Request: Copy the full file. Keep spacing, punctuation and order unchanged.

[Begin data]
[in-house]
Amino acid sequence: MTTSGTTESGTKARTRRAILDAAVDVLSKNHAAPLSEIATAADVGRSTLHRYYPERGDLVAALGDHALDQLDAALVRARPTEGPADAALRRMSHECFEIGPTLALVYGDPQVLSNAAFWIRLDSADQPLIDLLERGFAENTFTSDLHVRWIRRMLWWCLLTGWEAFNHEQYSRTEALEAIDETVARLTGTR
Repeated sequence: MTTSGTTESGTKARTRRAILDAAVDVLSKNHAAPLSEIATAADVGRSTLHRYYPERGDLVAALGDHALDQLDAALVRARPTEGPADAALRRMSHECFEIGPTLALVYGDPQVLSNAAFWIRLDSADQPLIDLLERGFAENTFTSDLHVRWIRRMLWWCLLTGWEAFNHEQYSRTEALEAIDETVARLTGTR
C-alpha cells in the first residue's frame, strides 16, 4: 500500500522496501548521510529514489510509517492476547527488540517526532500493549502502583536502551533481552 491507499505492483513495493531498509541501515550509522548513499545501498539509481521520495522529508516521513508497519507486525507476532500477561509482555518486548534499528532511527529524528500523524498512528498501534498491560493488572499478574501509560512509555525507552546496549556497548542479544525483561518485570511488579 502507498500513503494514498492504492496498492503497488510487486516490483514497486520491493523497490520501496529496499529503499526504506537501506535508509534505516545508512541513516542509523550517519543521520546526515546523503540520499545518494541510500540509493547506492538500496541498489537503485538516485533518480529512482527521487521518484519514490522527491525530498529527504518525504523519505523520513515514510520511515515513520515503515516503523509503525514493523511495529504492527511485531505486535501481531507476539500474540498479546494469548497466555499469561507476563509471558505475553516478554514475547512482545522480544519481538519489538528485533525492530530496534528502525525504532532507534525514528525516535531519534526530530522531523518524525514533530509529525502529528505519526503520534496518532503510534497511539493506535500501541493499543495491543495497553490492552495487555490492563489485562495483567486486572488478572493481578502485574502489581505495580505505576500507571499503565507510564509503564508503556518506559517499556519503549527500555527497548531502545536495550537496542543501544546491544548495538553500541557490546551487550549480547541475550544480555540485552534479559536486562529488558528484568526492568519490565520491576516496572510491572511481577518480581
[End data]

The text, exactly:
[in-house]
Amino acid sequence: MTTSGTTESGTKARTRRAILDAAVDVLSKNHAAPLSEIATAADVGRSTLHRYYPERGDLVAALGDHALDQLDAALVRARPTEGPADAALRRMSHECFEIGPTLALVYGDPQVLSNAAFWIRLDSADQPLIDLLERGFAENTFTSDLHVRWIRRMLWWCLLTGWEAFNHEQYSRTEALEAIDETVARLTGTR
Repeated sequence: MTTSGTTESGTKARTRRAILDAAVDVLSKNHAAPLSEIATAADVGRSTLHRYYPERGDLVAALGDHALDQLDAALVRARPTEGPADAALRRMSHECFEIGPTLALVYGDPQVLSNAAFWIRLDSADQPLIDLLERGFAENTFTSDLHVRWIRRMLWWCLLTGWEAFNHEQYSRTEALEAIDETVARLTGTR
C-alpha cells in the first residue's frame, strides 16, 4: 500500500522496501548521510529514489510509517492476547527488540517526532500493549502502583536502551533481552 491507499505492483513495493531498509541501515550509522548513499545501498539509481521520495522529508516521513508497519507486525507476532500477561509482555518486548534499528532511527529524528500523524498512528498501534498491560493488572499478574501509560512509555525507552546496549556497548542479544525483561518485570511488579 502507498500513503494514498492504492496498492503497488510487486516490483514497486520491493523497490520501496529496499529503499526504506537501506535508509534505516545508512541513516542509523550517519543521520546526515546523503540520499545518494541510500540509493547506492538500496541498489537503485538516485533518480529512482527521487521518484519514490522527491525530498529527504518525504523519505523520513515514510520511515515513520515503515516503523509503525514493523511495529504492527511485531505486535501481531507476539500474540498479546494469548497466555499469561507476563509471558505475553516478554514475547512482545522480544519481538519489538528485533525492530530496534528502525525504532532507534525514528525516535531519534526530530522531523518524525514533530509529525502529528505519526503520534496518532503510534497511539493506535500501541493499543495491543495497553490492552495487555490492563489485562495483567486486572488478572493481578502485574502489581505495580505505576500507571499503565507510564509503564508503556518506559517499556519503549527500555527497548531502545536495550537496542543501544546491544548495538553500541557490546551487550549480547541475550544480555540485552534479559536486562529488558528484568526492568519490565520491576516496572510491572511481577518480581